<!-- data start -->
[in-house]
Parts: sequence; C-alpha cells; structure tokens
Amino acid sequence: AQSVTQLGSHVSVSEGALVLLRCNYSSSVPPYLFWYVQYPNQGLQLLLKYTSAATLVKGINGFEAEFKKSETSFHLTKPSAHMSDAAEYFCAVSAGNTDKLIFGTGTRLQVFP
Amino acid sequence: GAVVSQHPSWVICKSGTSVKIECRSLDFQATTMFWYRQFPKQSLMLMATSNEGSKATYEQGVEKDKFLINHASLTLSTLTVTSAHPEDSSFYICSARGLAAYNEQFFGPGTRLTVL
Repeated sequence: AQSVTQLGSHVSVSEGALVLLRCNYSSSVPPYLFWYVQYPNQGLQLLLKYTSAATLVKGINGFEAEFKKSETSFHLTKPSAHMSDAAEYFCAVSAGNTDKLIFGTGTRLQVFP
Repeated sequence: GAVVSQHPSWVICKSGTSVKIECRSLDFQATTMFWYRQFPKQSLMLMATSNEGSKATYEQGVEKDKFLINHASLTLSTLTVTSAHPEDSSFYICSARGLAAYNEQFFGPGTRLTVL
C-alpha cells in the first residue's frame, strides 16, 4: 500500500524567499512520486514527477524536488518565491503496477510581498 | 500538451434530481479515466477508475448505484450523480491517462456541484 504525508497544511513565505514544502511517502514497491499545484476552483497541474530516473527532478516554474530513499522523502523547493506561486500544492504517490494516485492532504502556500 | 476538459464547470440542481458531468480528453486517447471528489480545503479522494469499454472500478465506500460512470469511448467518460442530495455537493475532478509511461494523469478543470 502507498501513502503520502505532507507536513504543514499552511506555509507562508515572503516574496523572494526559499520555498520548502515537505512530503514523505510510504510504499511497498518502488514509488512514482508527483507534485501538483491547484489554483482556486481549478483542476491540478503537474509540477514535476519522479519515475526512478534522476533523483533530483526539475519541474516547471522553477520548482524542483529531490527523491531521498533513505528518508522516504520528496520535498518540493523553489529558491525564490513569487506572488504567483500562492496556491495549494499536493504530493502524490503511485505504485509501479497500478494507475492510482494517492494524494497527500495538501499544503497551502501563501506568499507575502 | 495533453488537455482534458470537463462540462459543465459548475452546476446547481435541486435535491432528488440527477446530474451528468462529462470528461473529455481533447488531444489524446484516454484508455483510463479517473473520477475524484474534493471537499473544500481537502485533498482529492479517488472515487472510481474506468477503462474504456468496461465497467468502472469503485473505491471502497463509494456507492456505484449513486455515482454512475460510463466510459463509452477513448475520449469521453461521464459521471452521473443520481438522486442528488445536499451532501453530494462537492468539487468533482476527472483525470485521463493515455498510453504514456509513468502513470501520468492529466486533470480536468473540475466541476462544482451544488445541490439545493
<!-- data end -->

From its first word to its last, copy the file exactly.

[in-house]
Parts: sequence; C-alpha cells; structure tokens
Amino acid sequence: AQSVTQLGSHVSVSEGALVLLRCNYSSSVPPYLFWYVQYPNQGLQLLLKYTSAATLVKGINGFEAEFKKSETSFHLTKPSAHMSDAAEYFCAVSAGNTDKLIFGTGTRLQVFP
Amino acid sequence: GAVVSQHPSWVICKSGTSVKIECRSLDFQATTMFWYRQFPKQSLMLMATSNEGSKATYEQGVEKDKFLINHASLTLSTLTVTSAHPEDSSFYICSARGLAAYNEQFFGPGTRLTVL
Repeated sequence: AQSVTQLGSHVSVSEGALVLLRCNYSSSVPPYLFWYVQYPNQGLQLLLKYTSAATLVKGINGFEAEFKKSETSFHLTKPSAHMSDAAEYFCAVSAGNTDKLIFGTGTRLQVFP
Repeated sequence: GAVVSQHPSWVICKSGTSVKIECRSLDFQATTMFWYRQFPKQSLMLMATSNEGSKATYEQGVEKDKFLINHASLTLSTLTVTSAHPEDSSFYICSARGLAAYNEQFFGPGTRLTVL
C-alpha cells in the first residue's frame, strides 16, 4: 500500500524567499512520486514527477524536488518565491503496477510581498 | 500538451434530481479515466477508475448505484450523480491517462456541484 504525508497544511513565505514544502511517502514497491499545484476552483497541474530516473527532478516554474530513499522523502523547493506561486500544492504517490494516485492532504502556500 | 476538459464547470440542481458531468480528453486517447471528489480545503479522494469499454472500478465506500460512470469511448467518460442530495455537493475532478509511461494523469478543470 502507498501513502503520502505532507507536513504543514499552511506555509507562508515572503516574496523572494526559499520555498520548502515537505512530503514523505510510504510504499511497498518502488514509488512514482508527483507534485501538483491547484489554483482556486481549478483542476491540478503537474509540477514535476519522479519515475526512478534522476533523483533530483526539475519541474516547471522553477520548482524542483529531490527523491531521498533513505528518508522516504520528496520535498518540493523553489529558491525564490513569487506572488504567483500562492496556491495549494499536493504530493502524490503511485505504485509501479497500478494507475492510482494517492494524494497527500495538501499544503497551502501563501506568499507575502 | 495533453488537455482534458470537463462540462459543465459548475452546476446547481435541486435535491432528488440527477446530474451528468462529462470528461473529455481533447488531444489524446484516454484508455483510463479517473473520477475524484474534493471537499473544500481537502485533498482529492479517488472515487472510481474506468477503462474504456468496461465497467468502472469503485473505491471502497463509494456507492456505484449513486455515482454512475460510463466510459463509452477513448475520449469521453461521464459521471452521473443520481438522486442528488445536499451532501453530494462537492468539487468533482476527472483525470485521463493515455498510453504514456509513468502513470501520468492529466486533470480536468473540475466541476462544482451544488445541490439545493